17. 17. The Innovation • Uncertainty reducing potential provides the motivation for the individual to learn about the innovation • One information-seeking has reduced uncertainty about the innovations expected consequences to a tolerable level, a decision concerning adoption will be made • Thus the innovation-decision process is essentially about information seeking, allowing the individual to reduce uncertainty about the advantages and disadvantages of the innovation.
  18. 18. The Innovation • Two kinds of information with regard to a technological innovation: • Software information –– what does it do? How does it work? • Innovation-evaluation information –What are an innovation’s consequences? What will its advantages and disadvantage be in my situation?
  19. 19. The Innovation • Technology Clusters –several distinguishable elements of technology perceived as being closely interrelated. • Relevance - Experience with one part of a technology cluster conditions assessment of new technologies in the same cluster
  20. 20. The Innovation • • • • • • Characteristics of Innovation – Relative Advantage Compatability Complexity Trialability Observability
  21. 21. The Innovation • Relative Advantage – over existing technologies - can be perceived, may be measured in economic terms, social prestige, convenience and satisfaction.
  22. 22. The Innovation • Compatibility – with existing values, past experiences, needs of potential adopters (and their social system) • Complexity - degree to which an innovation is perceived as difficult to understand and use.
  23. 23. The Innovation • Trialability – degree to which an innovation may be experimented with on a limited basis. A trialable innovation represented less uncertainty to a potential adopter. • Observability – Degree to which the results of an innovation are visible to others.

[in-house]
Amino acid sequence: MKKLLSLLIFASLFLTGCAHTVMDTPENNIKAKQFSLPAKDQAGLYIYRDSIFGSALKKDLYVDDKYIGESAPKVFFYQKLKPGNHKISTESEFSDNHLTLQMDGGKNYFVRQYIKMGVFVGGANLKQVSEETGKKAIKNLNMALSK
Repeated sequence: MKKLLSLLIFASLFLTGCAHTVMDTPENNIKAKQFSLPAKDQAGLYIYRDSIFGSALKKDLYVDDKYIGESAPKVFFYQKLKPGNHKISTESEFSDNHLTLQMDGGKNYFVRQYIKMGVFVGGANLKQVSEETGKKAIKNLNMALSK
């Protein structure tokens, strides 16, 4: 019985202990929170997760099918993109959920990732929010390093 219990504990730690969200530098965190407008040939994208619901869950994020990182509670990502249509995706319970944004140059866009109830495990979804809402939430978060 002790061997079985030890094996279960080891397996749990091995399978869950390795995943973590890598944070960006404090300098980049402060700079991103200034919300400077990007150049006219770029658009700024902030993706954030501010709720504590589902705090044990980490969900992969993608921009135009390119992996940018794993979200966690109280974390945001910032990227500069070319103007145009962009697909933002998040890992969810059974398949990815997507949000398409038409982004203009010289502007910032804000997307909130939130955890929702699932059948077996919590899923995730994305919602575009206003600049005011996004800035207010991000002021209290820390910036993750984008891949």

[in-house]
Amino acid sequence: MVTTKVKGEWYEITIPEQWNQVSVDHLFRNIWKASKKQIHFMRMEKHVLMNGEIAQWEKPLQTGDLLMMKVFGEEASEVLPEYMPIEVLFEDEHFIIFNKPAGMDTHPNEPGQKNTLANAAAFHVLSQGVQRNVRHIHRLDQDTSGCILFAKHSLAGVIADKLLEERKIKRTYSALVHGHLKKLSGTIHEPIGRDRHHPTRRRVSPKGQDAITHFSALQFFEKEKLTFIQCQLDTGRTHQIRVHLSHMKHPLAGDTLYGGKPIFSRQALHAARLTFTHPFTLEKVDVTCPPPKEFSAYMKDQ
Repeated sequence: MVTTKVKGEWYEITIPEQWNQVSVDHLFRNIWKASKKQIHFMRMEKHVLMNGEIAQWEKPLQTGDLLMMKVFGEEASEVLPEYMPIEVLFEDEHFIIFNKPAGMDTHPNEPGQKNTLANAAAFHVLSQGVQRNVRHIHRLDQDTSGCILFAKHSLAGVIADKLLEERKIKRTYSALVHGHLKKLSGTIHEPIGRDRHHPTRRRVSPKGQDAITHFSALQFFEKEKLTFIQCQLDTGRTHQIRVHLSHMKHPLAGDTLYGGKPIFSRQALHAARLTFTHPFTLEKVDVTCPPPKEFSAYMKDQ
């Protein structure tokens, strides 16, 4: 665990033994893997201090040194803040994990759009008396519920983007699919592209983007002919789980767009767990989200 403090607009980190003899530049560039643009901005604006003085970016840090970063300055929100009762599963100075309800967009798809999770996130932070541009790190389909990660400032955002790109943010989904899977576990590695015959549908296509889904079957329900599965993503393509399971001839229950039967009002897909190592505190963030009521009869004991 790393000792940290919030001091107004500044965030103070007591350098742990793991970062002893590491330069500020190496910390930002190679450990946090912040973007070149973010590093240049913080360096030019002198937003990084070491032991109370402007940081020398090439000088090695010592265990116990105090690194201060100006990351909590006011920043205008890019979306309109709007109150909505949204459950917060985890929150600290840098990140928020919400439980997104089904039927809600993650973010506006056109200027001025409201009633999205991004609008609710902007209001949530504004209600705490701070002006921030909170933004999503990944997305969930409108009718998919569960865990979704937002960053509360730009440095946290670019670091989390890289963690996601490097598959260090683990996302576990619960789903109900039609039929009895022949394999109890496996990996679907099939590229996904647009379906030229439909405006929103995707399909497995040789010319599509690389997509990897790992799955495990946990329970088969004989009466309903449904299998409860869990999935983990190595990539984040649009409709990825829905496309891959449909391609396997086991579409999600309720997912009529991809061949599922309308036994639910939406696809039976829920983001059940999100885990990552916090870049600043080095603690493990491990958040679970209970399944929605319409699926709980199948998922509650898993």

24. 24. The Innovation • Re-invention – adopting an innovation is not necessarily the passive role of just implementing a standard template of a new idea.
  25. 25. . Communications Channels • The means by which messages get from one individual to another. • The nature of the information-exchange relation determines the conditions under which a source will/will not transmit the innovation to the receiver and the effect of the transfer.
  26. 26. Communications Channels • Mass-media – most efficient way to create awareness knowledge of an innovation • Interpersonal channels – more effective in persuading in individual to accept a new idea.
  27. 27. Communications Channels • Individuals do not evaluate innovations on the basis of a scientific assessment of its consequences – rather depend on subjective assessment conveyed to them from peers. Thus diffusion is a social process.
  28. 28. Communications Channels • The closer (more homophilious) two individuals are, the more frequently and more successful the transfer of ideas between them.
  29. 29. Communications Channels • Problem - in the diffusion of innovation: is participants are usually quite heterophilious – thus ineffective communication likely to occur. • Yet two exactly similar individuals cannot, by definition pass on information. Therefore diffusion demands some heterophiliousness.”
  30. 30. Communications Channels • Time - third element in the diffusion process. Involved in: – the innovation-decision process – the innovativeness of an individual – an innovation’s rate of adoption in a system
  31. 31. THE INNOVATION-DECISION PROCESS. • THE INNOVATION-DECISION PROCESS - the process through which an individual passes from first knowledge of an innovation to forming an attitude toward the innovation, to a decision to adopt or reject it.
  32. 32. THE INNOVATION-DECISION PROCESS. • Five stages in the innovation-decision process: • • • • • (1) knowledge, (2) persuasion, (3) decision, (4) implementation, and (5) confirmation.